The conclusion strives to preserve the delicate balance Stan maintains throughout the book: on the one hand, interpersonal distance is crucial to the preservation of inner distances, yet on the other, it is distinct from alienation in that it preserves the dignity of others against indifference. In short, the value of distance seems to depend on its other—on the object from which it is being taken: governing moral or historical norms, established notions of community, specific individuals or social groups, etc. Although Stan's readers will not come away with an explicit or univocal definition of "distance"—and one might therefore wonder, if "distance from x" systematically implies "proximity to y," whether one might reverse Stan's claim and turn it back into an ethics of proximity—her use of the plural "distances" gives the concept tremendous extension and allows its sense to vary depending on the context. The moral value of distance will vary greatly whether one opposes it to invasiveness, intimacy, or indifference, for instance. From a methodological standpoint, one of the most notable strengths of Stan's book is that it adopts the ethical stance which it defends, treating the texts with tact and délicatesse rather than imposing a sedimented argument onto them. Elegantly navigating between philosophical reflection and close readings, Stan elaborates her own art of distances, preserving a crucial sense of flexibility and elasticity towards her material, constantly varying the degree of focalization and detachment from the numerous authors, positions, and arguments that she studies. In doing so, she achieves a subtle balance between distance as understanding or "getting-out-of-another's-way" and engagement as love—which, as Orwell reminds us, is always "hard work" (241). [End Page 1105]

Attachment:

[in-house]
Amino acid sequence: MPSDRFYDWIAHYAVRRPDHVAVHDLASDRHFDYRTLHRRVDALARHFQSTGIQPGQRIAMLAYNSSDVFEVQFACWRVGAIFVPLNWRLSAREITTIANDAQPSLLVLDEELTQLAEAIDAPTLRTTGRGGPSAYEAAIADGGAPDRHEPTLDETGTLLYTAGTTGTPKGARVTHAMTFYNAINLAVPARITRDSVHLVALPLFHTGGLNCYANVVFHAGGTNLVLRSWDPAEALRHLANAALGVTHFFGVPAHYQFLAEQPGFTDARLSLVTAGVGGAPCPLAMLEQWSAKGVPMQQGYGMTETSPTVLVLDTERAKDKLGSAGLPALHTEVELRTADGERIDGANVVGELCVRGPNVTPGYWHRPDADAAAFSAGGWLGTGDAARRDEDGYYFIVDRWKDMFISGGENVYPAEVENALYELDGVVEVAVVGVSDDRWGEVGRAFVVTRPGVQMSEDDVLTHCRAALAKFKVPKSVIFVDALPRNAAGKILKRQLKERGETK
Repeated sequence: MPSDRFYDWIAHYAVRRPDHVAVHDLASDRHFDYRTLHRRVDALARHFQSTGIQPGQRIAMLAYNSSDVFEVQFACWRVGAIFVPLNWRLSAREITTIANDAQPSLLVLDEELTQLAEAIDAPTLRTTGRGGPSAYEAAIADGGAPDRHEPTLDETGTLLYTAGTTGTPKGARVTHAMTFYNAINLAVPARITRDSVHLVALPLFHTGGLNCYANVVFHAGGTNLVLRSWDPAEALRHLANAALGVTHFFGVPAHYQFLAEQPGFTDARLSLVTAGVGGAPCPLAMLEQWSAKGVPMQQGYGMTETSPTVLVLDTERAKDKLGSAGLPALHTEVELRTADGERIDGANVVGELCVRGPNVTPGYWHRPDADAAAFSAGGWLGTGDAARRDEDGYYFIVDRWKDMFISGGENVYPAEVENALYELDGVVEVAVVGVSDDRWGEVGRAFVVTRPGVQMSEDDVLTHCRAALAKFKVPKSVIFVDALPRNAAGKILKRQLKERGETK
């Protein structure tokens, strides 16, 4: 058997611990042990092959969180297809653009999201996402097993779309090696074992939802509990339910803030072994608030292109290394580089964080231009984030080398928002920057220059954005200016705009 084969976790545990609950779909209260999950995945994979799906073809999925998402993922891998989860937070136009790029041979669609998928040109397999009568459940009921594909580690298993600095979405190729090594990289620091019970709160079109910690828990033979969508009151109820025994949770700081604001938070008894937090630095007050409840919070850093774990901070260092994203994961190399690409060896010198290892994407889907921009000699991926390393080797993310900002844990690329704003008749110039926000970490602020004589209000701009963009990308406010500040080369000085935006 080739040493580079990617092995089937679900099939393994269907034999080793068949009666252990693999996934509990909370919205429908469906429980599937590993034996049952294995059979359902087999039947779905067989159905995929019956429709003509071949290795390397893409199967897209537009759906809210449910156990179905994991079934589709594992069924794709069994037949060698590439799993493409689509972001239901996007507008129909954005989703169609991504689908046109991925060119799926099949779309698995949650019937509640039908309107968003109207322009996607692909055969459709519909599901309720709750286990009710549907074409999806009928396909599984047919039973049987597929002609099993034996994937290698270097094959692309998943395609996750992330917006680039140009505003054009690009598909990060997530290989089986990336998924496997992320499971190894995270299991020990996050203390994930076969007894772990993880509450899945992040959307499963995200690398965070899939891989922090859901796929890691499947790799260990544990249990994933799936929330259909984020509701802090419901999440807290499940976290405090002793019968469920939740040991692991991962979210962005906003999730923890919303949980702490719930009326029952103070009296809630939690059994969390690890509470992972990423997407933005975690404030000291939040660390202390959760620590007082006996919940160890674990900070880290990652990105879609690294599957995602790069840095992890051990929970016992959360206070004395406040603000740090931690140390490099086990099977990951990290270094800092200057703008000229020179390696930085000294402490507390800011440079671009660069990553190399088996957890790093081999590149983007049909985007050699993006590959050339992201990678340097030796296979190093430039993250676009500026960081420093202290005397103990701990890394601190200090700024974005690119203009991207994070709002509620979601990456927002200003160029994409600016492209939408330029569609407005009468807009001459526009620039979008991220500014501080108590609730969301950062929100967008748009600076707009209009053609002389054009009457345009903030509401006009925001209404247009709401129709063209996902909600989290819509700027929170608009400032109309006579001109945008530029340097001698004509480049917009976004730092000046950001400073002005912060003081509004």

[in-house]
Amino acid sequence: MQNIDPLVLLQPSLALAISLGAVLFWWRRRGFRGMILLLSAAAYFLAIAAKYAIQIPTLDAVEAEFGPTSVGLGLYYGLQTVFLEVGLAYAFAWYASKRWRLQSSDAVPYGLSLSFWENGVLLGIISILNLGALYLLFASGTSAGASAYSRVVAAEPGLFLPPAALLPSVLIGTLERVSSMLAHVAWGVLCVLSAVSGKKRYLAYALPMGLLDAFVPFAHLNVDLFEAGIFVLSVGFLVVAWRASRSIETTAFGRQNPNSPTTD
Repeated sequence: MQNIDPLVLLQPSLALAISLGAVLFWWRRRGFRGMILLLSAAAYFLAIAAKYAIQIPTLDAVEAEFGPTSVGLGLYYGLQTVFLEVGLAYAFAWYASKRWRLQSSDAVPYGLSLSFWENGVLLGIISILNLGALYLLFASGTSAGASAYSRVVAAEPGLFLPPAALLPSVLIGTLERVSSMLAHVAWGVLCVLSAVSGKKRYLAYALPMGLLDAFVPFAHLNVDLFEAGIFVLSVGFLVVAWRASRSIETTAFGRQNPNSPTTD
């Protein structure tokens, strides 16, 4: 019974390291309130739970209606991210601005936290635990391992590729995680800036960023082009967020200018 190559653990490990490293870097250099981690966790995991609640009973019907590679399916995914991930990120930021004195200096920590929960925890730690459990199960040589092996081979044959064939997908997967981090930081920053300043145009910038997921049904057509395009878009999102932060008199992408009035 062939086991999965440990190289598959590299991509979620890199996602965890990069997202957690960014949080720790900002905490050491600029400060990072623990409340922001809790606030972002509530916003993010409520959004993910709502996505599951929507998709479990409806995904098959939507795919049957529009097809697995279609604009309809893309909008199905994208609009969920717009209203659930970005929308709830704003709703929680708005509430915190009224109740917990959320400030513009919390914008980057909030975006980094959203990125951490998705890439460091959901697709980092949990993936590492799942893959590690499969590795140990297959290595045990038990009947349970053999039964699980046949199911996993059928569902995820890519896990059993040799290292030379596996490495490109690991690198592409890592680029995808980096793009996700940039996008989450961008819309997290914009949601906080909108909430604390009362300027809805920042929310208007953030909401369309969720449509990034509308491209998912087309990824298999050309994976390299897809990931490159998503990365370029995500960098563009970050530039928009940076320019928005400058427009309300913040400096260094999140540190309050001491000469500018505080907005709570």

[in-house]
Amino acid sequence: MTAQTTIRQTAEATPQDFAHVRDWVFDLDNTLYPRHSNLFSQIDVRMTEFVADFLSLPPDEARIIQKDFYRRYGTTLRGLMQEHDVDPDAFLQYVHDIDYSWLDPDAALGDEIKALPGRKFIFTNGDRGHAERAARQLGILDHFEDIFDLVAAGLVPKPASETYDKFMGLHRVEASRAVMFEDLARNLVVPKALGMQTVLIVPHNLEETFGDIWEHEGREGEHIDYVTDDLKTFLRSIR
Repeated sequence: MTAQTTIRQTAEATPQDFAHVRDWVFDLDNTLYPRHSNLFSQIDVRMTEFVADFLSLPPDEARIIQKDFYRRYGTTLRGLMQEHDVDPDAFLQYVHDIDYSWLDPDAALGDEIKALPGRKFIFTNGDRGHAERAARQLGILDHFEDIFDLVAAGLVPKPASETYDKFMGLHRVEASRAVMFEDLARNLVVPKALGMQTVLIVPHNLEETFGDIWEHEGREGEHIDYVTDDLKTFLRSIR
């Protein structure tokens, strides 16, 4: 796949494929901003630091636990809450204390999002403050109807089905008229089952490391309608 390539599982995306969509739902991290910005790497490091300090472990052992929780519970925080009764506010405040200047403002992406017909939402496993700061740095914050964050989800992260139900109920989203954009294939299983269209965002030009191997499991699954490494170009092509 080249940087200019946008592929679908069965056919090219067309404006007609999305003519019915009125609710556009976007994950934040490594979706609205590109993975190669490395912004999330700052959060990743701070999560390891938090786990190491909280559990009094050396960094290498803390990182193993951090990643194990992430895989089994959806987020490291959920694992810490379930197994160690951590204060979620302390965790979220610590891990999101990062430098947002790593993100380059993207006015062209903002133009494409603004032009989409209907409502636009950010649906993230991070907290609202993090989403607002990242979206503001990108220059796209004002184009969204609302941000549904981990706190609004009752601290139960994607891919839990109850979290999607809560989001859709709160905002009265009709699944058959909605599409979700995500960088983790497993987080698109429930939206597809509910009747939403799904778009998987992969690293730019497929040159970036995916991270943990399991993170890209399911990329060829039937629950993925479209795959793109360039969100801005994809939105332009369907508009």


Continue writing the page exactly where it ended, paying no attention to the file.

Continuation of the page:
1. The art of subtle distinctions which Stan practices here is also central to Barthes' notion of délicatesse, which she draws on throughout.
2. Following the analysis of Chapter 4, which situates Walter Benjamin as the emblematic figure on the threshold of the nineteenth and twentieth centuries.
3. In an insightful comment, Stan shows how the distinction between such concepts depends on the degree of distance adopted by the observer.